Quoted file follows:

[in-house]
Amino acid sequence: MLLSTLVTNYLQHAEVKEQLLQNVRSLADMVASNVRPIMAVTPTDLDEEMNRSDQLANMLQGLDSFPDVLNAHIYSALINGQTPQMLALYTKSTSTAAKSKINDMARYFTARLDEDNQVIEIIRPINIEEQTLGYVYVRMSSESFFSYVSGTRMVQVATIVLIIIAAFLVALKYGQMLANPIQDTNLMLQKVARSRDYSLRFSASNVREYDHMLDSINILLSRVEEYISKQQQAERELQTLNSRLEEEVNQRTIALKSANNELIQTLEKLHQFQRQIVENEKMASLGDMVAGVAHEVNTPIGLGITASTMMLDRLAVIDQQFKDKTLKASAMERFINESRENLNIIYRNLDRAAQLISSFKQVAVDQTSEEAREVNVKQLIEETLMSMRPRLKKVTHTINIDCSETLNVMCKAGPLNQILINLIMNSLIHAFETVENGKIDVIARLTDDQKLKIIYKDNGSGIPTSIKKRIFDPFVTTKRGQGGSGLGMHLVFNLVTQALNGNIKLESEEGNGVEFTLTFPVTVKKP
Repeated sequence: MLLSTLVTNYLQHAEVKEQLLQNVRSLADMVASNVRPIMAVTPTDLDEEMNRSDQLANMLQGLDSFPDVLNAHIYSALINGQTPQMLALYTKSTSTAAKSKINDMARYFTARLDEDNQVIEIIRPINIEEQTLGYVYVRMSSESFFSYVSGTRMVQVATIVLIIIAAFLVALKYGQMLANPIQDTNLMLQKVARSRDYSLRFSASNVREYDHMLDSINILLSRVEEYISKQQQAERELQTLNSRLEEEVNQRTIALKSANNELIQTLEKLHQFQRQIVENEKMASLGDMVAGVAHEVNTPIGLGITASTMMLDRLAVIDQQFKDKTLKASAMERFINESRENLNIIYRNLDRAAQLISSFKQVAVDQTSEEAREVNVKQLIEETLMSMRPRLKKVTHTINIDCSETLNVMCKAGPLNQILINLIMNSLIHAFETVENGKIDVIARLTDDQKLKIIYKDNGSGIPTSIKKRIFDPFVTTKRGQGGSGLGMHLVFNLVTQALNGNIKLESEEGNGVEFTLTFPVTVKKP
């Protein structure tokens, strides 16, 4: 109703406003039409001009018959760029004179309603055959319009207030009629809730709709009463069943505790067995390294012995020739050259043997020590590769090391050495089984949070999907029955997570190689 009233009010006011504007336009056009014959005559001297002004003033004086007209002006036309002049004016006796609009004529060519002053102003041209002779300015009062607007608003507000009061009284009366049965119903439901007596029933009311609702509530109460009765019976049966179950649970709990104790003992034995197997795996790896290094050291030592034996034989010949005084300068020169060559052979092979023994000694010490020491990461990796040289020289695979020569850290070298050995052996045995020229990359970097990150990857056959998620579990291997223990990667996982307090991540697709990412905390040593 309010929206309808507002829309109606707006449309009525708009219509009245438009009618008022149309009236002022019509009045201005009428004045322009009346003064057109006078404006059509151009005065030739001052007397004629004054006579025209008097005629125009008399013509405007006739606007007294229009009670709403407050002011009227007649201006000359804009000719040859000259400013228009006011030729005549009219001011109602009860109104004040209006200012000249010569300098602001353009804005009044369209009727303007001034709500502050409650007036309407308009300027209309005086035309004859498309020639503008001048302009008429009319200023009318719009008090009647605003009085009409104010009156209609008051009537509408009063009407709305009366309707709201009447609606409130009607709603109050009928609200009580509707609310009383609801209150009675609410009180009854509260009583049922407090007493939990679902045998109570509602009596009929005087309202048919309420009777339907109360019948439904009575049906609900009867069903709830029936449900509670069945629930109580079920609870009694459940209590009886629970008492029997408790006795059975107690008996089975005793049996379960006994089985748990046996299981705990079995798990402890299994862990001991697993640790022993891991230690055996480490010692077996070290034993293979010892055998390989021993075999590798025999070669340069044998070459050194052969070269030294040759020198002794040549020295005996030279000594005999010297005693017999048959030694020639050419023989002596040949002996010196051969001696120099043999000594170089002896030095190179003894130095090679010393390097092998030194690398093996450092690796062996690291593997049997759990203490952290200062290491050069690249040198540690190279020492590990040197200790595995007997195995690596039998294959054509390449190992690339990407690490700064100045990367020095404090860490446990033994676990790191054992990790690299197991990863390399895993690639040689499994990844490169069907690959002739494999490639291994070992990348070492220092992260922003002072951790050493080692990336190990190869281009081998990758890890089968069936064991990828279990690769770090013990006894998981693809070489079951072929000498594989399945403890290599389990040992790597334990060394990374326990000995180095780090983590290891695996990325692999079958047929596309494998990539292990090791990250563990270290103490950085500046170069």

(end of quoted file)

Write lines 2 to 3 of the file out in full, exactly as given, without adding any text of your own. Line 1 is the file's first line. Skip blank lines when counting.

Amino acid sequence: MLLSTLVTNYLQHAEVKEQLLQNVRSLADMVASNVRPIMAVTPTDLDEEMNRSDQLANMLQGLDSFPDVLNAHIYSALINGQTPQMLALYTKSTSTAAKSKINDMARYFTARLDEDNQVIEIIRPINIEEQTLGYVYVRMSSESFFSYVSGTRMVQVATIVLIIIAAFLVALKYGQMLANPIQDTNLMLQKVARSRDYSLRFSASNVREYDHMLDSINILLSRVEEYISKQQQAERELQTLNSRLEEEVNQRTIALKSANNELIQTLEKLHQFQRQIVENEKMASLGDMVAGVAHEVNTPIGLGITASTMMLDRLAVIDQQFKDKTLKASAMERFINESRENLNIIYRNLDRAAQLISSFKQVAVDQTSEEAREVNVKQLIEETLMSMRPRLKKVTHTINIDCSETLNVMCKAGPLNQILINLIMNSLIHAFETVENGKIDVIARLTDDQKLKIIYKDNGSGIPTSIKKRIFDPFVTTKRGQGGSGLGMHLVFNLVTQALNGNIKLESEEGNGVEFTLTFPVTVKKP
Repeated sequence: MLLSTLVTNYLQHAEVKEQLLQNVRSLADMVASNVRPIMAVTPTDLDEEMNRSDQLANMLQGLDSFPDVLNAHIYSALINGQTPQMLALYTKSTSTAAKSKINDMARYFTARLDEDNQVIEIIRPINIEEQTLGYVYVRMSSESFFSYVSGTRMVQVATIVLIIIAAFLVALKYGQMLANPIQDTNLMLQKVARSRDYSLRFSASNVREYDHMLDSINILLSRVEEYISKQQQAERELQTLNSRLEEEVNQRTIALKSANNELIQTLEKLHQFQRQIVENEKMASLGDMVAGVAHEVNTPIGLGITASTMMLDRLAVIDQQFKDKTLKASAMERFINESRENLNIIYRNLDRAAQLISSFKQVAVDQTSEEAREVNVKQLIEETLMSMRPRLKKVTHTINIDCSETLNVMCKAGPLNQILINLIMNSLIHAFETVENGKIDVIARLTDDQKLKIIYKDNGSGIPTSIKKRIFDPFVTTKRGQGGSGLGMHLVFNLVTQALNGNIKLESEEGNGVEFTLTFPVTVKKP